Finding, funding, and using the right films and video equipment can be challenging for history teachers.
Did you know that...
• The movie Prince of Egypt was banned in Egypt?
• In the movie Troy, ancient Trojans are shown using llamas that could only be found in the New World at that time?
• Oliver Stone's movie JFK was so controversial that he wrote a whole book defending it?
• The movie 300 is based on a comic book and not meant to show historical reality at all?
• No one in the West has ever made a major motion picture featuring the life of Vladimir Lenin?
• Showing movies in the dark can damage your eyesight?
• Showing the wrong movie could get you fired or slapped with a heavy fine?
• There are ways to obtain free educational films?
• There are some great books and websites that allow you to learn about the objectionable content and historical accuracy of a film before you show it to your students?
This book helps you get good films that are free from bias, anachronisms, or objectionable content.
There are many great tips on how to use films more effectively in your classroom and interesting assignments to go with them.
Table of Contents:
Chapter One: The Do's and Don'ts of Using Films in Your Classroom
Chapter Two: Should I Use a Drama or a Documentary?
Chapter Three: Finding the Right Films
Chapter Four: Funding Your Film Library
Chapter Five: Copyright Issues
Chapter Six: Choosing the Right Format of Films & Equipment
Chapter Seven: Anachronisms in Film
Chapter Eight: Bias in Film
Chapter Nine: Films with Violence and Bad Language
Chapter Ten: Film-related Assignments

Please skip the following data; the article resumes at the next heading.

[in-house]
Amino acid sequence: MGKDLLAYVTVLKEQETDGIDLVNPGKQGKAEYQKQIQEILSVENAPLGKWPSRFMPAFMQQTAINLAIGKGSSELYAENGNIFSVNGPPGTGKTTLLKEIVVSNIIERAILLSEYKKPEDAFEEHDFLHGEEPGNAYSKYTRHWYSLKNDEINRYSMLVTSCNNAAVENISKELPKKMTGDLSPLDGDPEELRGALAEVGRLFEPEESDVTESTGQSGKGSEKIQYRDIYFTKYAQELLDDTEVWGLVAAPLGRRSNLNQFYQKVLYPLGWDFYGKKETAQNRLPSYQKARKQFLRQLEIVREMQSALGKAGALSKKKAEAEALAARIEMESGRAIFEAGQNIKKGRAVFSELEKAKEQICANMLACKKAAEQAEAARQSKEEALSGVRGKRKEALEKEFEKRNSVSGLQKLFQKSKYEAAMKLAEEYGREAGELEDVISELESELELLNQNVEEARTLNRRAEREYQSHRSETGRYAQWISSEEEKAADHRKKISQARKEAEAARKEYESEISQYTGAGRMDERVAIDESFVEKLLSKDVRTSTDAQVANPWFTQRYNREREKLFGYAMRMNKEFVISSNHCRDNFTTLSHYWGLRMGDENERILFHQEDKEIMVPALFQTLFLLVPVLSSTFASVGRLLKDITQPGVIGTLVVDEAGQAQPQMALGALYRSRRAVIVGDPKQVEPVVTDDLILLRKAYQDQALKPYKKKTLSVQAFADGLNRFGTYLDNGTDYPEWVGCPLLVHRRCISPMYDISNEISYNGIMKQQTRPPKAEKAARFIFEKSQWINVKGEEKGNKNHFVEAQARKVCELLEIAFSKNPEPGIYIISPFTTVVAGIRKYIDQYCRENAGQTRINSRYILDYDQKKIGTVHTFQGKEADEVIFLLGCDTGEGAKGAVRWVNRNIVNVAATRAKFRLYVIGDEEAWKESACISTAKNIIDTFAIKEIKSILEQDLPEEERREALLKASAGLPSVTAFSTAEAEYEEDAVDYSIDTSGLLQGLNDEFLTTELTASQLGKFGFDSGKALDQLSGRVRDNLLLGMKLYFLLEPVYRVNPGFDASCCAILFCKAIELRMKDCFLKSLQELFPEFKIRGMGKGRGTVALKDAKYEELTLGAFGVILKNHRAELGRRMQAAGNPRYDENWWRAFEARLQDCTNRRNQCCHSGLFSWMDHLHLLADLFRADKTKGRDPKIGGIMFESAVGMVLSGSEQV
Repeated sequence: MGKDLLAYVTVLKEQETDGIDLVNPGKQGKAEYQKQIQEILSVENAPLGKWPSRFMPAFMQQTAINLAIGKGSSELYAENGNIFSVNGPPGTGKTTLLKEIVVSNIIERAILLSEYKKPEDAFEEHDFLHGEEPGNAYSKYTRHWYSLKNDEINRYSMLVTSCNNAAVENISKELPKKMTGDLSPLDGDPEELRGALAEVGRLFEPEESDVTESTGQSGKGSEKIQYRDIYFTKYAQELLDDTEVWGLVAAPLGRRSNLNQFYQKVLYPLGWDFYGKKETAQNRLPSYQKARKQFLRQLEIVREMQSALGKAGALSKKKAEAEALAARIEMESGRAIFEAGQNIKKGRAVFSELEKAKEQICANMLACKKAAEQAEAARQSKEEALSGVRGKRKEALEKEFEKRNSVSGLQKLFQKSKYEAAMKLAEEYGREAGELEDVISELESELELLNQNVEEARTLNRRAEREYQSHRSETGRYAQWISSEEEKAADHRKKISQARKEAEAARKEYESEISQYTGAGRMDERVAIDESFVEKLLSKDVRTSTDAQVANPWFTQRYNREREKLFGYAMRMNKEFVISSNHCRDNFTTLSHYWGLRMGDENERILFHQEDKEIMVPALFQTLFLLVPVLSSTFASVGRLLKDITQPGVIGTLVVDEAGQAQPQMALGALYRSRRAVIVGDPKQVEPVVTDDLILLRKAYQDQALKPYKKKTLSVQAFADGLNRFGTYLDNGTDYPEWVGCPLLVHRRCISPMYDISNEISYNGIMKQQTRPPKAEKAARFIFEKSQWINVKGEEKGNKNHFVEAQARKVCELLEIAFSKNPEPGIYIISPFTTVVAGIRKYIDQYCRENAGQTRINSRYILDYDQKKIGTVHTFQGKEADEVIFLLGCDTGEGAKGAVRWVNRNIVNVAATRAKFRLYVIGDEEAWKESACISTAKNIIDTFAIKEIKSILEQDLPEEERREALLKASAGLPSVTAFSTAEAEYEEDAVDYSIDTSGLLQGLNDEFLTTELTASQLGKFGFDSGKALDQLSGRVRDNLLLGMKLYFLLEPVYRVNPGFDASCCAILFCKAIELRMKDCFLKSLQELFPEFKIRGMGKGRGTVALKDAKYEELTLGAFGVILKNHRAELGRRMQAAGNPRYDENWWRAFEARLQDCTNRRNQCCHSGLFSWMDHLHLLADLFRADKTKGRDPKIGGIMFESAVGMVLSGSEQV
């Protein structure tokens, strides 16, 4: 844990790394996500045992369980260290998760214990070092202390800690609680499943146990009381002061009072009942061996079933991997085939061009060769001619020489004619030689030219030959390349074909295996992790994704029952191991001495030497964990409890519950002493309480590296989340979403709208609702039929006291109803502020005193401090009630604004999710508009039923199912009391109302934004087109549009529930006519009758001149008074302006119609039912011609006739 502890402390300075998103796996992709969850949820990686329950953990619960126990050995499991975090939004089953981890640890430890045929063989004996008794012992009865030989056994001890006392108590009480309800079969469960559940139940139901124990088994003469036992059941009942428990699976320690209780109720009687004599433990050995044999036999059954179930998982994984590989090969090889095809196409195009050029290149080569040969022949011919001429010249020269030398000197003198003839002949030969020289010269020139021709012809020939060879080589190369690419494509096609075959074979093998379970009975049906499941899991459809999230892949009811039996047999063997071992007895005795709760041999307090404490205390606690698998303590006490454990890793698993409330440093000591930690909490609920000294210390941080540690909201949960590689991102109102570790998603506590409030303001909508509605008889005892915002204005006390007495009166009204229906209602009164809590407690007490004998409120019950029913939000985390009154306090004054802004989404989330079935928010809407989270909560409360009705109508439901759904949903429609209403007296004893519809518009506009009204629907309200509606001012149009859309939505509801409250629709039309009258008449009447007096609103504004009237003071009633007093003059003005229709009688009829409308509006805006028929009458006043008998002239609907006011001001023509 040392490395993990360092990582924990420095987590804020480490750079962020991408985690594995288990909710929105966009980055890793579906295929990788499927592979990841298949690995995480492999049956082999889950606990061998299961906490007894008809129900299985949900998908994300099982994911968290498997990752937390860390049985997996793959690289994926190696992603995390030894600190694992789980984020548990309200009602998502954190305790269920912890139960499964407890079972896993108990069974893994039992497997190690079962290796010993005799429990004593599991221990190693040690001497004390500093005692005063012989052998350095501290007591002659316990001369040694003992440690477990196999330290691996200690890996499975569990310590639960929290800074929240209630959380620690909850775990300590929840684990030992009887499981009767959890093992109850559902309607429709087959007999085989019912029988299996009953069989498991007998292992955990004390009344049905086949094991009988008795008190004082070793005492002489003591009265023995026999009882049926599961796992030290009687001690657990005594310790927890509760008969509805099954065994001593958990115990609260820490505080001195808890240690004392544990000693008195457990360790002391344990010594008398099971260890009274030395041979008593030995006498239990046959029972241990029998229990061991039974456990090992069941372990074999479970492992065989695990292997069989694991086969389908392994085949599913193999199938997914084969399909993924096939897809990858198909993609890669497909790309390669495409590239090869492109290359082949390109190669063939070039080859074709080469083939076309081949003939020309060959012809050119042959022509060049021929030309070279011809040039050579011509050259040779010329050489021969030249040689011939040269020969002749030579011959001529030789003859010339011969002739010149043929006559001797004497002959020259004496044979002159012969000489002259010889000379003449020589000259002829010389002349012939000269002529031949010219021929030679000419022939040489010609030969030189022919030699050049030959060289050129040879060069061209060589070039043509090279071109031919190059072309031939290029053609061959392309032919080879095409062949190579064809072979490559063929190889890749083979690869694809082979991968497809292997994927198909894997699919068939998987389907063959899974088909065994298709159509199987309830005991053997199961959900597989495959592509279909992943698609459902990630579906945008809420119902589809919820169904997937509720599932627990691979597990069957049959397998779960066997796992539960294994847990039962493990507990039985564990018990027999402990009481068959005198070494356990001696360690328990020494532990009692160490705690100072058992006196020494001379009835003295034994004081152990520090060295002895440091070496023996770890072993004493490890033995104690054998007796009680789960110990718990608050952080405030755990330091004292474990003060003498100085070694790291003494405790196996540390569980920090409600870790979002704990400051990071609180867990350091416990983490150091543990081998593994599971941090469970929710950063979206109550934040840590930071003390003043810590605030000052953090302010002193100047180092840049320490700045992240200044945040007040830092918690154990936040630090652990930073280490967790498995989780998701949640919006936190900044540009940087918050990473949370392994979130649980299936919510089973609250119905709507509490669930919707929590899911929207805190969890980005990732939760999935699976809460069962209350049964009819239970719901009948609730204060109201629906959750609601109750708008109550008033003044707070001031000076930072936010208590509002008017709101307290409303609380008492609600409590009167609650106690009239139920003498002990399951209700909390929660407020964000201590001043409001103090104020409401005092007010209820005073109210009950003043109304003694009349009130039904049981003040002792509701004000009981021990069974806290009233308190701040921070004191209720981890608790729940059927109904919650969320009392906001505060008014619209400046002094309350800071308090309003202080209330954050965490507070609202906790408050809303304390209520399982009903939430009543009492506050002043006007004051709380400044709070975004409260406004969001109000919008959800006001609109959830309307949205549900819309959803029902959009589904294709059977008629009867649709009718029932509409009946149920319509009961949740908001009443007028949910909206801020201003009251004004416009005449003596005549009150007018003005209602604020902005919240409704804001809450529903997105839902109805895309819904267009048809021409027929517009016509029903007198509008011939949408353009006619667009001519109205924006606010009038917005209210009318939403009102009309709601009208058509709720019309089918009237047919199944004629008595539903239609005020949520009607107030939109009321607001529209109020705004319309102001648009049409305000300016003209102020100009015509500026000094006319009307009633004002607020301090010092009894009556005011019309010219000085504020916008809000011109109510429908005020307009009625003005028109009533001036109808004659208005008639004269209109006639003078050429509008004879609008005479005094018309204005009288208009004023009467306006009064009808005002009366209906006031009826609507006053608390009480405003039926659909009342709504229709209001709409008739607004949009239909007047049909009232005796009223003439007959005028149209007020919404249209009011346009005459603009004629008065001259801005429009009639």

Chapter Eleven: The Best and Worst Dramatic Films for History Classes
Chapter Twelve: Recent Reviews
Chapter Thirteen: Films That I Think Should be Made
Chapter Fourteen: Recommended Reading
Chapter Fifteen: Dramatic Films Listed by Historical Era
|Product dimensions:||8.60(w) x 10.80(h) x 0.40(d)|
About the Author
Richard Di Giacomo graduated from San José State University with a B.A. in Ancient and Medieval history, a B.A. in Social Science and an M.A. in American History. He has been a teacher for over 20 years and has taught in a variety of schools from private and continuation schools to public high schools. He has taught everything from at risk and limited English students to honors and college preparatory classes. The subjects he has taught include U.S. and World History, Government, Economics, Bible and Ethics, History of the Cold War, and Contemporary World History.
He has been a reviewer and contributor to textbooks, and a frequent presenter at social studies conferences on the use of simulations, videos, and computers in education. Rich’s love for historical movies led him to develop this book. He hopes that it has made you and your students more intelligent consumers of historical films.
Most Helpful Customer Reviews
An invaluable teaching reference not only for Social Studies and History teachers but for parents and students who enjoy historical films. Teachers will appreciate the ease of use and the wealth of quick references. With the digital generation preferring visual over verbal learning, this film/video in the classroom guide book becomes an treasured resource. For me personally, I have used this book to assist me in doing presentations not only in the classroom but at conferences. Since I am doing my Ph.D. research on the use of film in the classroom as a teaching tool, the History Teacher's Movie Guide has been a constant companion. Greg Nielsen